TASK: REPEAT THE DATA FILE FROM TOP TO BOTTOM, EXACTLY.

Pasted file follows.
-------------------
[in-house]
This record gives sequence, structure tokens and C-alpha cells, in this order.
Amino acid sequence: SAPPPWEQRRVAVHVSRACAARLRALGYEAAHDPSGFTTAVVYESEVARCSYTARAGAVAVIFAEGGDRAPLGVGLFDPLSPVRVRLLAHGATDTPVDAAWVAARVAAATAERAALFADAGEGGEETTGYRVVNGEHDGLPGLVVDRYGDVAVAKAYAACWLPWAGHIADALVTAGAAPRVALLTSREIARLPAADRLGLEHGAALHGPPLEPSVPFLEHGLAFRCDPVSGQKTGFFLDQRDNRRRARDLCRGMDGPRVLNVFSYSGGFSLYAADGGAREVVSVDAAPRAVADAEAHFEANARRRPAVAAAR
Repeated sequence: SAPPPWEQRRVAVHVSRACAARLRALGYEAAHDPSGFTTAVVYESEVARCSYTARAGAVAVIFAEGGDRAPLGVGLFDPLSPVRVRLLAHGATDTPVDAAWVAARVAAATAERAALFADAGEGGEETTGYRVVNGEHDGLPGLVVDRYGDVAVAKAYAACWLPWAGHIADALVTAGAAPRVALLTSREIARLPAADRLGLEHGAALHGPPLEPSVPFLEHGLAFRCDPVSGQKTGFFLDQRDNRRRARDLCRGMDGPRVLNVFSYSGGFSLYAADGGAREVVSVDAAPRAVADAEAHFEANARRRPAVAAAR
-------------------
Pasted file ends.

[in-house]
This record gives sequence, structure tokens and C-alpha cells, in this order.
Amino acid sequence: SAPPPWEQRRVAVHVSRACAARLRALGYEAAHDPSGFTTAVVYESEVARCSYTARAGAVAVIFAEGGDRAPLGVGLFDPLSPVRVRLLAHGATDTPVDAAWVAARVAAATAERAALFADAGEGGEETTGYRVVNGEHDGLPGLVVDRYGDVAVAKAYAACWLPWAGHIADALVTAGAAPRVALLTSREIARLPAADRLGLEHGAALHGPPLEPSVPFLEHGLAFRCDPVSGQKTGFFLDQRDNRRRARDLCRGMDGPRVLNVFSYSGGFSLYAADGGAREVVSVDAAPRAVADAEAHFEANARRRPAVAAAR
Repeated sequence: SAPPPWEQRRVAVHVSRACAARLRALGYEAAHDPSGFTTAVVYESEVARCSYTARAGAVAVIFAEGGDRAPLGVGLFDPLSPVRVRLLAHGATDTPVDAAWVAARVAAATAERAALFADAGEGGEETTGYRVVNGEHDGLPGLVVDRYGDVAVAKAYAACWLPWAGHIADALVTAGAAPRVALLTSREIARLPAADRLGLEHGAALHGPPLEPSVPFLEHGLAFRCDPVSGQKTGFFLDQRDNRRRARDLCRGMDGPRVLNVFSYSGGFSLYAADGGAREVVSVDAAPRAVADAEAHFEANARRRPAVAAAR